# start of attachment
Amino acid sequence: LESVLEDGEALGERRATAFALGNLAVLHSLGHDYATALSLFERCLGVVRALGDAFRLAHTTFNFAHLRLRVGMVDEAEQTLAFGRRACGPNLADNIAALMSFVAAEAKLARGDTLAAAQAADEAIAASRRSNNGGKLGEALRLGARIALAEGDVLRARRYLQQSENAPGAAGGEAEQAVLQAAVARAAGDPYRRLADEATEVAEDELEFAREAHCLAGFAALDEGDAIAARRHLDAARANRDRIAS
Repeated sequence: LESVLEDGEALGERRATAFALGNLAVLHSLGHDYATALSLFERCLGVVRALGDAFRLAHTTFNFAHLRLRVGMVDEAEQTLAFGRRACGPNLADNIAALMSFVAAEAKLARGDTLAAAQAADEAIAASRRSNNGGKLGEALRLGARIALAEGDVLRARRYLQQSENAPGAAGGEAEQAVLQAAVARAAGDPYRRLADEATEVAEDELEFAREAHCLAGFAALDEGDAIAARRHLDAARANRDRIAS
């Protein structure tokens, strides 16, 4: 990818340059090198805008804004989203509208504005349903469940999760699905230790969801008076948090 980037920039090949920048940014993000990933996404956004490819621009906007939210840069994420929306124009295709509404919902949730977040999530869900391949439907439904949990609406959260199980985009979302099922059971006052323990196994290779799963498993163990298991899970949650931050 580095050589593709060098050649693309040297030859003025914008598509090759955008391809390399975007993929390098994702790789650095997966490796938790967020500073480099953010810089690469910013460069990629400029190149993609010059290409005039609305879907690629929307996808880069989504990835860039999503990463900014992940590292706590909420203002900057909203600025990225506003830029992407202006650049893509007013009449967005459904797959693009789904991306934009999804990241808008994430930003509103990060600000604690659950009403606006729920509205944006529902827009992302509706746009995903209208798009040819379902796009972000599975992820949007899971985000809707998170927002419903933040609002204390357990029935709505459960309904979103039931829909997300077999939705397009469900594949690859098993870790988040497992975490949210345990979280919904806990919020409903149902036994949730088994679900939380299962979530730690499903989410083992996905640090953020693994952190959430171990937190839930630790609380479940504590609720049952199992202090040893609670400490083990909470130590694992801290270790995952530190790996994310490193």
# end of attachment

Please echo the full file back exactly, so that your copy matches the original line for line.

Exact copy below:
Amino acid sequence: LESVLEDGEALGERRATAFALGNLAVLHSLGHDYATALSLFERCLGVVRALGDAFRLAHTTFNFAHLRLRVGMVDEAEQTLAFGRRACGPNLADNIAALMSFVAAEAKLARGDTLAAAQAADEAIAASRRSNNGGKLGEALRLGARIALAEGDVLRARRYLQQSENAPGAAGGEAEQAVLQAAVARAAGDPYRRLADEATEVAEDELEFAREAHCLAGFAALDEGDAIAARRHLDAARANRDRIAS
Repeated sequence: LESVLEDGEALGERRATAFALGNLAVLHSLGHDYATALSLFERCLGVVRALGDAFRLAHTTFNFAHLRLRVGMVDEAEQTLAFGRRACGPNLADNIAALMSFVAAEAKLARGDTLAAAQAADEAIAASRRSNNGGKLGEALRLGARIALAEGDVLRARRYLQQSENAPGAAGGEAEQAVLQAAVARAAGDPYRRLADEATEVAEDELEFAREAHCLAGFAALDEGDAIAARRHLDAARANRDRIAS
């Protein structure tokens, strides 16, 4: 990818340059090198805008804004989203509208504005349903469940999760699905230790969801008076948090 980037920039090949920048940014993000990933996404956004490819621009906007939210840069994420929306124009295709509404919902949730977040999530869900391949439907439904949990609406959260199980985009979302099922059971006052323990196994290779799963498993163990298991899970949650931050 580095050589593709060098050649693309040297030859003025914008598509090759955008391809390399975007993929390098994702790789650095997966490796938790967020500073480099953010810089690469910013460069990629400029190149993609010059290409005039609305879907690629929307996808880069989504990835860039999503990463900014992940590292706590909420203002900057909203600025990225506003830029992407202006650049893509007013009449967005459904797959693009789904991306934009999804990241808008994430930003509103990060600000604690659950009403606006729920509205944006529902827009992302509706746009995903209208798009040819379902796009972000599975992820949007899971985000809707998170927002419903933040609002204390357990029935709505459960309904979103039931829909997300077999939705397009469900594949690859098993870790988040497992975490949210345990979280919904806990919020409903149902036994949730088994679900939380299962979530730690499903989410083992996905640090953020693994952190959430171990937190839930630790609380479940504590609720049952199992202090040893609670400490083990909470130590694992801290270790995952530190790996994310490193």